But you are still getting all the information. I haven't compared
other screen-readers but I believe this is expected behavior in
NVDA. JAWS allows you to set whether you hear the kind of control
before other information or other information first. It is not
determined by the web page.
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IN NVDA, if I tab to a link that is visited, I hear the link spoken
before visited. If I up or down arrow to a visited link, I hear
visited link before the link is spoken.
In other words, these variations are screen-reader variations and
aren't determined by the web page.
On 5/18/2022 2:16 PM, Marc Grossman
Yes I am a daily screen reader user and am familiar with WCAG.
I wholeheartedly agree with both of you that form controls
should announce the type of control, the state of the control,
and the label on the control. Your references to WCAG guidelines
are spot on.
My main question can be boiled down to this. If I navigate with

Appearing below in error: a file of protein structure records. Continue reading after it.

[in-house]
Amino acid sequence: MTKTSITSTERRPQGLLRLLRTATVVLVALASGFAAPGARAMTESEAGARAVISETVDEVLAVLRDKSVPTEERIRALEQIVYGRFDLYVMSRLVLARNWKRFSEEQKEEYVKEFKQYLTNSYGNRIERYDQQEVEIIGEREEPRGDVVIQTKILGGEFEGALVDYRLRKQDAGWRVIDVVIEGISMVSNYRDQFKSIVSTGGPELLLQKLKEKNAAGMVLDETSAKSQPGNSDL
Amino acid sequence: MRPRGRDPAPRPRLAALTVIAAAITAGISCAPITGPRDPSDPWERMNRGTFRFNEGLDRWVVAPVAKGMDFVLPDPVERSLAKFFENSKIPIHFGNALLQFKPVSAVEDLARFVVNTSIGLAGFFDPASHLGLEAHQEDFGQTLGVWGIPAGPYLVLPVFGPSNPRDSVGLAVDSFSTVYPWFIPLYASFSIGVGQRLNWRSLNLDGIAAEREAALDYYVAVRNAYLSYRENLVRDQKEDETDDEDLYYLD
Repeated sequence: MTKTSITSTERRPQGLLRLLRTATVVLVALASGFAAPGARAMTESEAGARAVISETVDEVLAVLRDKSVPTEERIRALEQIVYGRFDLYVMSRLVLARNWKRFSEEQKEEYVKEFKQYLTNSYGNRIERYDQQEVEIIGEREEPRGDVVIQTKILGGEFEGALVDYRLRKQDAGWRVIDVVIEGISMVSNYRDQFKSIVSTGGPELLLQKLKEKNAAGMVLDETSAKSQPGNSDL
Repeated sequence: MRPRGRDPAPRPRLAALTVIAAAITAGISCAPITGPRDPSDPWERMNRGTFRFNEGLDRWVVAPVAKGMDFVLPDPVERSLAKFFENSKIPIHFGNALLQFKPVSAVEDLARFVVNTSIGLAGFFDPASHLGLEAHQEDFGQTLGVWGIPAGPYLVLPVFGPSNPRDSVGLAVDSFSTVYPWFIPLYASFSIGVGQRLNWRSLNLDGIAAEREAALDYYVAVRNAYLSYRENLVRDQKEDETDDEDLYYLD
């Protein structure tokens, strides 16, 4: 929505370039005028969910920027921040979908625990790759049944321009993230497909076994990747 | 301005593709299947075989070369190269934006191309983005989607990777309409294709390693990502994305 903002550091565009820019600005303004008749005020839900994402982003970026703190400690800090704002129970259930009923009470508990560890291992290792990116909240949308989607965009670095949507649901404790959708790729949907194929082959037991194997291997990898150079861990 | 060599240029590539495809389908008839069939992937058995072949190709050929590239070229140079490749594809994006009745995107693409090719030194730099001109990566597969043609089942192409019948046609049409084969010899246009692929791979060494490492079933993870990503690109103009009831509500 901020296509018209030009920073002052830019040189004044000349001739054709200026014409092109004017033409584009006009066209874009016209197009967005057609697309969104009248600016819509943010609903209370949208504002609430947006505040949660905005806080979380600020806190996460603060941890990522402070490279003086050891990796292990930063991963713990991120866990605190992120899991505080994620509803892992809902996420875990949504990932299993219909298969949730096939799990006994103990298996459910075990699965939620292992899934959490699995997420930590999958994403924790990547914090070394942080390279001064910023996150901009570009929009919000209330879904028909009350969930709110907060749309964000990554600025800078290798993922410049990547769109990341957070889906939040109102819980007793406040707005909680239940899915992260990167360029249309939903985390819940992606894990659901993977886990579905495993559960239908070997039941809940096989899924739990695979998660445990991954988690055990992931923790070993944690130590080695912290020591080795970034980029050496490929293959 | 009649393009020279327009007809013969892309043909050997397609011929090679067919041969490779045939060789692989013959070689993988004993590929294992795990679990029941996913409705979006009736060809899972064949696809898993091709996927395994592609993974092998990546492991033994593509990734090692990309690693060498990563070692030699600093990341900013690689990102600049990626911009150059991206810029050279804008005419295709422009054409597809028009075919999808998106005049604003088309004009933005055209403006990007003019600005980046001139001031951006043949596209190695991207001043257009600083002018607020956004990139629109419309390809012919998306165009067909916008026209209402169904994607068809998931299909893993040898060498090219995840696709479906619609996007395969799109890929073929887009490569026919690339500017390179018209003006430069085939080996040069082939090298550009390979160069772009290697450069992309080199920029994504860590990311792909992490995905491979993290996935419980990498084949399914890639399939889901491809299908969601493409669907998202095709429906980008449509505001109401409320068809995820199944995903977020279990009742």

arrow keys to the control, it is announced by NVDA as "Button
Close" but If I navigate to the control with the tab key or the
letter B, NVDA announces as "Close Button."
The engineer has informed me that it was coded to meet WCAG
guidelines and another colleague believes that this is the
expected behavior. I do not like to necessarily make comparisons
to other assistive tech but in this case I do think it is
relevant. Jaws and VoiceOver both announce the control as "Close
Button" regardless of how focus is navigated to the control.
Was just wondering if that sounds correct? If so, is there any
documentation to inform others on how NVDA handles form
controls, specifically buttons.